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  6. Wonderful story, wonderful images....OMG indeed Richard.

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    1. Thanks, Pete. Two days down the line and I'm still reeling from the experience!

      Best wishes - - - - Richard

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  7. You hit the jackpot Richard,OMG ,sums it up.
    Very,very jealous.
    Well deserved.
    John.

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    Replies
    1. Thank you, John. We all get our lucky moments from time to time. There's nothing like this sort of experience to give one encouragement!

      Hoping your having a great weekend - - - - - Richard

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  8. WOW, the only barn owl I have seen was flying from our neighbour's barn and my camera was in the house :-( Never seen it since! Fantastic shots and I am very jealous, Diane

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    1. One day, Diane, your turn will come. Dusk is a good time to spot owls.

      Best wishes - - - Richard

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  9. Agree with Doug, you are definitely BANNED
    Super images you lucky beggar.

    John

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    Replies
    1. I'm going to celebrate your first ever comment on my blog, Titus, in compensation for you banning me just as I thought you would. Don't worry, your turn will come - and you can read into that what you will!!

      See you soon - - - Richard

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  10. Always good to chance upon a bird when you least expect it, especially when it's a Barn Owl. Great post Richard accompanied by some brill images, well done!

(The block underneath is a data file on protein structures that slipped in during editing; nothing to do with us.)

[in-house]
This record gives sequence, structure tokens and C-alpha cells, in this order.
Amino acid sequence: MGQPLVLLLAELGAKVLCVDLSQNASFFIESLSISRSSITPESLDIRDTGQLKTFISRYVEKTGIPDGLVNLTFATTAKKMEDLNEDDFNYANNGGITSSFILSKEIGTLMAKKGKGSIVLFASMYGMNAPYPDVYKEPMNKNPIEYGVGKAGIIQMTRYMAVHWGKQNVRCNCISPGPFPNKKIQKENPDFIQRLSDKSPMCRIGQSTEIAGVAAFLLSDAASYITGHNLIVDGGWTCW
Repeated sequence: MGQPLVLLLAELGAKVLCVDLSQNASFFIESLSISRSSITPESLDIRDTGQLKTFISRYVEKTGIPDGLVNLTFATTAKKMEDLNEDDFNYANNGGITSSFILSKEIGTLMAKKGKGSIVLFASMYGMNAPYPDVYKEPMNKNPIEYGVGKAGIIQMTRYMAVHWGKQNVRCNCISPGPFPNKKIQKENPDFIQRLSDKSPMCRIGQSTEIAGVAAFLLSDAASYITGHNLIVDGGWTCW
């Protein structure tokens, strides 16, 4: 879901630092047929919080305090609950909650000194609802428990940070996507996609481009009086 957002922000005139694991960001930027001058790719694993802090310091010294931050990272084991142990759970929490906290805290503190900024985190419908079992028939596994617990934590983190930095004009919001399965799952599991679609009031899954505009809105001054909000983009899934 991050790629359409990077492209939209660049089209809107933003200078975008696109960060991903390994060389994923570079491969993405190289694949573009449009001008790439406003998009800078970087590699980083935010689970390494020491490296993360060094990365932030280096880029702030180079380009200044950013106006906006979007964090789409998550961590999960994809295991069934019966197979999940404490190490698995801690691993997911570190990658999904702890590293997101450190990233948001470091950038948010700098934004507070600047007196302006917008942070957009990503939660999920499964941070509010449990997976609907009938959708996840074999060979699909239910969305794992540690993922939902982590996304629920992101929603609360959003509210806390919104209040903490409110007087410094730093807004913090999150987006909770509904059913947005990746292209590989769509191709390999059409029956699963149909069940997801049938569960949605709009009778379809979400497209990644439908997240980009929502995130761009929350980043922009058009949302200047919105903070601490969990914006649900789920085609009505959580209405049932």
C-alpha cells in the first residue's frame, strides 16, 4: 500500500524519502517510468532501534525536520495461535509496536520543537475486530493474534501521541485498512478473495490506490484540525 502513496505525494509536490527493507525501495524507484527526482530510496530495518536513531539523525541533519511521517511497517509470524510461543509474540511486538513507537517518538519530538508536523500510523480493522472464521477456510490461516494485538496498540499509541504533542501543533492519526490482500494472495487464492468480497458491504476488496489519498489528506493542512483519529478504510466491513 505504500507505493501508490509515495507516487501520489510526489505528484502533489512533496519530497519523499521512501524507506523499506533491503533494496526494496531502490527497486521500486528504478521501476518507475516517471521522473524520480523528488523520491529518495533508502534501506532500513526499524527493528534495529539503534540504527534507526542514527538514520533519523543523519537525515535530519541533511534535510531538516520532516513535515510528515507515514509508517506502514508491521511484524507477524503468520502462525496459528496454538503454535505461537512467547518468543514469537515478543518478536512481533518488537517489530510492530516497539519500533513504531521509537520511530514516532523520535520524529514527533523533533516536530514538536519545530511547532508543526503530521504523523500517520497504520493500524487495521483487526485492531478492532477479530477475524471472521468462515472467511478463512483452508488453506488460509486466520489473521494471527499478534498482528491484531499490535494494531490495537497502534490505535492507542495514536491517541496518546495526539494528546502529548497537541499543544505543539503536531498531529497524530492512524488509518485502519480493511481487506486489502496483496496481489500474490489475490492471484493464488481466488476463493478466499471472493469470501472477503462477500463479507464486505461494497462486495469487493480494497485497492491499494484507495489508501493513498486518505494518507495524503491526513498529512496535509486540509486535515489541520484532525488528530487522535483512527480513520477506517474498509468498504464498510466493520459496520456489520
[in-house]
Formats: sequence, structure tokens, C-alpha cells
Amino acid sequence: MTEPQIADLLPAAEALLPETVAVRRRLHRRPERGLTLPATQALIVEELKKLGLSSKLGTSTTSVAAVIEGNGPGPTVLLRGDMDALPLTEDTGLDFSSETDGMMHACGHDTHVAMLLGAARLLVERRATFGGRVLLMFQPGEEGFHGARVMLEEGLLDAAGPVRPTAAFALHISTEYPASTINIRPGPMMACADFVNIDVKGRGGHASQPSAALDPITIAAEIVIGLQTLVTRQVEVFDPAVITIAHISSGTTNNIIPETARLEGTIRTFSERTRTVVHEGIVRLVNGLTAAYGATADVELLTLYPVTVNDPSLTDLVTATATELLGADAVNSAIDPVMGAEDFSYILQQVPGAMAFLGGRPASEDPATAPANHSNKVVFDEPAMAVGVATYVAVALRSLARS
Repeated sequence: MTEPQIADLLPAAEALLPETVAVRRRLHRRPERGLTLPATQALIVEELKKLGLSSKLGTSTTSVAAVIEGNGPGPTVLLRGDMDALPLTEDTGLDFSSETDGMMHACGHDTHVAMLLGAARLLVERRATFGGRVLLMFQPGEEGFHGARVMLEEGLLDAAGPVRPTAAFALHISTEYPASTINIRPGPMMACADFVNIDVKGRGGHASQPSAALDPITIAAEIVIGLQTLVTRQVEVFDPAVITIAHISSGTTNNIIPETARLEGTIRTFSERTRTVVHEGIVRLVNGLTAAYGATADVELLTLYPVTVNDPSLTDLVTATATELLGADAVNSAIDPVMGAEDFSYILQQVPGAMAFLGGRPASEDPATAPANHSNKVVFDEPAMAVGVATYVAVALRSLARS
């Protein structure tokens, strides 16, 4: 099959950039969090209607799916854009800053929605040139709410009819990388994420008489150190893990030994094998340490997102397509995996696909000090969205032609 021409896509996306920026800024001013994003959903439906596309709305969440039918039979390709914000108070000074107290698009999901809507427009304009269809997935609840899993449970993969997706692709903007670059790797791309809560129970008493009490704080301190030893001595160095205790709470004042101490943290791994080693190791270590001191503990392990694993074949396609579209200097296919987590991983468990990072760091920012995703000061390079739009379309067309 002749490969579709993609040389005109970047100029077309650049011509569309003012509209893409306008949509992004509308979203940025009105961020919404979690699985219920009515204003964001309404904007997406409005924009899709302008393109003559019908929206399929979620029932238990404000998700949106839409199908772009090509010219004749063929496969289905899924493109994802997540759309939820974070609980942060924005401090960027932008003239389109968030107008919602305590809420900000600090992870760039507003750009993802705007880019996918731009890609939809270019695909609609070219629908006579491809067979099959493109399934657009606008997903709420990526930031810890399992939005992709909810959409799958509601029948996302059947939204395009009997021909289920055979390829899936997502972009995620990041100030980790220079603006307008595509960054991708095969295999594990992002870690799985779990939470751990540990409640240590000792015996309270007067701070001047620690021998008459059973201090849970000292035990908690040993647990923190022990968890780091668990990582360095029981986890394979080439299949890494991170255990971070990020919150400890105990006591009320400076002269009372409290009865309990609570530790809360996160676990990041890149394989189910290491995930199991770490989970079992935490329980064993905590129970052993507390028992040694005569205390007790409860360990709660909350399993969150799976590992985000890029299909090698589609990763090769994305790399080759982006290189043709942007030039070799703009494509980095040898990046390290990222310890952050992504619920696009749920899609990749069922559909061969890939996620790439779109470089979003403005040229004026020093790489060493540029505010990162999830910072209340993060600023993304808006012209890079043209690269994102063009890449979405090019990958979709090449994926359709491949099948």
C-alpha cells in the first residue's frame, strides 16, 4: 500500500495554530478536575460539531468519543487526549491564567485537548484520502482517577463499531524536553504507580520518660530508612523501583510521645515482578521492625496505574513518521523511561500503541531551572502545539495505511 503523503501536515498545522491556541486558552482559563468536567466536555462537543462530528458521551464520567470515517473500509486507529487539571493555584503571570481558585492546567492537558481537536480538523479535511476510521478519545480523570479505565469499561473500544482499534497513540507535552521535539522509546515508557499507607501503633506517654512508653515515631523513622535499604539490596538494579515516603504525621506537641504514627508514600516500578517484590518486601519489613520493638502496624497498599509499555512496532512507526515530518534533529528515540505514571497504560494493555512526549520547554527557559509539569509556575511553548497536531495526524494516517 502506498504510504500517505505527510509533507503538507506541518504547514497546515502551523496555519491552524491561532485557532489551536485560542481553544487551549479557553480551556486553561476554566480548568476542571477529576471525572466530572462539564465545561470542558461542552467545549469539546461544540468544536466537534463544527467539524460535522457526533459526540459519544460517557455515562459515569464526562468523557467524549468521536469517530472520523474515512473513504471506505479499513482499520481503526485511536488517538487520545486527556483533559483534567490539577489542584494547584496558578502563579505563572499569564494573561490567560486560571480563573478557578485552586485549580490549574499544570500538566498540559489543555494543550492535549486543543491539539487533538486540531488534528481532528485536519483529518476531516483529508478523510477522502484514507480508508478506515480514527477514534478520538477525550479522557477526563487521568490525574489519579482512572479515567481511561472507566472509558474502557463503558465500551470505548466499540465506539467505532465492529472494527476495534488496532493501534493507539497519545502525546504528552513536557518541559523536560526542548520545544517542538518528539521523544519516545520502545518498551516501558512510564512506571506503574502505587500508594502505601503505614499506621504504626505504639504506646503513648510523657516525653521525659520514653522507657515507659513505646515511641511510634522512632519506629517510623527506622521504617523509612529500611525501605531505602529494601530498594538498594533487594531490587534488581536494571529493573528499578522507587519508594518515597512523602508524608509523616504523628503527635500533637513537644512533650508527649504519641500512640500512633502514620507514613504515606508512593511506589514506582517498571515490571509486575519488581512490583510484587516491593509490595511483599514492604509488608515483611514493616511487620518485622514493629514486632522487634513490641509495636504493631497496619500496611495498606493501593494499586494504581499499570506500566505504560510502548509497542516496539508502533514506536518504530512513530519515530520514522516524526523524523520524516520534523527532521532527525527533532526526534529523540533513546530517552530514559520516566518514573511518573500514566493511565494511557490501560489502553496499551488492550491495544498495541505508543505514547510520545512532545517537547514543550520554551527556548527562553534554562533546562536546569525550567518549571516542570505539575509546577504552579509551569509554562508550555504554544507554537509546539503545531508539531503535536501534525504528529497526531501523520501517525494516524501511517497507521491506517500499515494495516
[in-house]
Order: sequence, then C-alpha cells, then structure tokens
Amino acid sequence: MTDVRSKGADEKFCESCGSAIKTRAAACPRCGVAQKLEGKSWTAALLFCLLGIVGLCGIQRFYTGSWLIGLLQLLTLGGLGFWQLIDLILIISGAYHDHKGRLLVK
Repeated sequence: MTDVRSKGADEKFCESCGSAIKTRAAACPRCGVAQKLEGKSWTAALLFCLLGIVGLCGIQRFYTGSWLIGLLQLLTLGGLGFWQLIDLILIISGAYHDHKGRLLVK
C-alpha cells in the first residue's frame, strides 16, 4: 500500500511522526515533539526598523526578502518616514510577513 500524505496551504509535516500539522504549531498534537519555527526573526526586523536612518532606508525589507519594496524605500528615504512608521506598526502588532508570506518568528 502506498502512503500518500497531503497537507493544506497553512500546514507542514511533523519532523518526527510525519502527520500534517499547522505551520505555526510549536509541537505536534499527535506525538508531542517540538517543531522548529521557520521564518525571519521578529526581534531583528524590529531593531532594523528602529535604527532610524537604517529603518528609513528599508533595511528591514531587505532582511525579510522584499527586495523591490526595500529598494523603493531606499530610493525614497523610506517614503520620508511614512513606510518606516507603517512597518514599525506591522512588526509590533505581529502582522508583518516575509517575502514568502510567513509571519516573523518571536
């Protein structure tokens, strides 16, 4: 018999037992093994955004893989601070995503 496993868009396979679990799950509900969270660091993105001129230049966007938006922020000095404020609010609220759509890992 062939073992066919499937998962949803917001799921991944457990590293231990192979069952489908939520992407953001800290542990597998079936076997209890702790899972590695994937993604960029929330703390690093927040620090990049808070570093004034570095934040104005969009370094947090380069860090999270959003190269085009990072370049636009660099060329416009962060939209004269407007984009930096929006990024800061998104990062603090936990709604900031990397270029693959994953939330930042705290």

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    1. Thank you, Paul. As far as owls are concerned, you continue to set the standards that I aspire to.

      With my very best wishes - - - - Richard

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  11. What? No otter pictures??

    --JUST KIDDING--

    There are only a few truly special moments in our lives and to be able to encounter a creature as shy and elusive as a Barn Owl is one of those times for any birder. But to be able to have one perch within sight, check you over with those magnificent binocular-eyes and feel comfortable enough to pose for photographs - well, O-M-G!!!!

    Congratulations on a very special moment, Richard! And thank you so very much for sharing your spectacular photographs with the rest of us mere mortals. We are not worthy ...

    Cheers from a jealous Yank.

    --Wally In Hot and Humid Florida

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    Replies
    1. Hang on, Wally - the photos aren't THAT good! And all the credit must go to the owl - I just happened to be in the right place at the right time, and had my camera with me! I wouldn't be surprised, however, if this turned out to be my encounter of the year.

      It's dry and sunny here with no wind and a very pleasant 11 deg C, set to rise to 16 deg. Guess who's going out owling soon!

      Best wishes to you both - - - - Richard

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  12. What a wonderful moment for you Richard! Lovely pictures. I'm afraid I tend to be a bit lazy with my camera, I have it on Auto :-)

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    1. It certainly was a special moment, Linda.

      Part of the enjoyment of photography for me is being able to tweek settings in order to get a better image. I've still got a lot to learn and probably always will have. I don't think they'll ever come up with an 'auto' function that will totally take away the desire for an ability to tweek. For example, without putting in exposure compensation, there's a tendency for cameras to try and make 'dusk' images look like 'full daylight' images. I usually (but not always!) like to be able to reflect the actual conditions at the time of taking the photo.

      Thank you for dropping by. Best wishes - - - - - Richard

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  13. OMG indeed! What a bird - and what a great set of pictures. I have never seen a BO with a camera in my hand! We get them here, but I have never seen an Australia one.

    Cheers - Stewart M - Melbourne

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    Replies
    1. Thank you Stewart. For reasons that I'm relatively sure are connected with the breeding cycle, May seems to be a good time to see Barn Owls over here. Sorry to hear that they are so elusive down under.

      Best wishes from UK - - - - Richard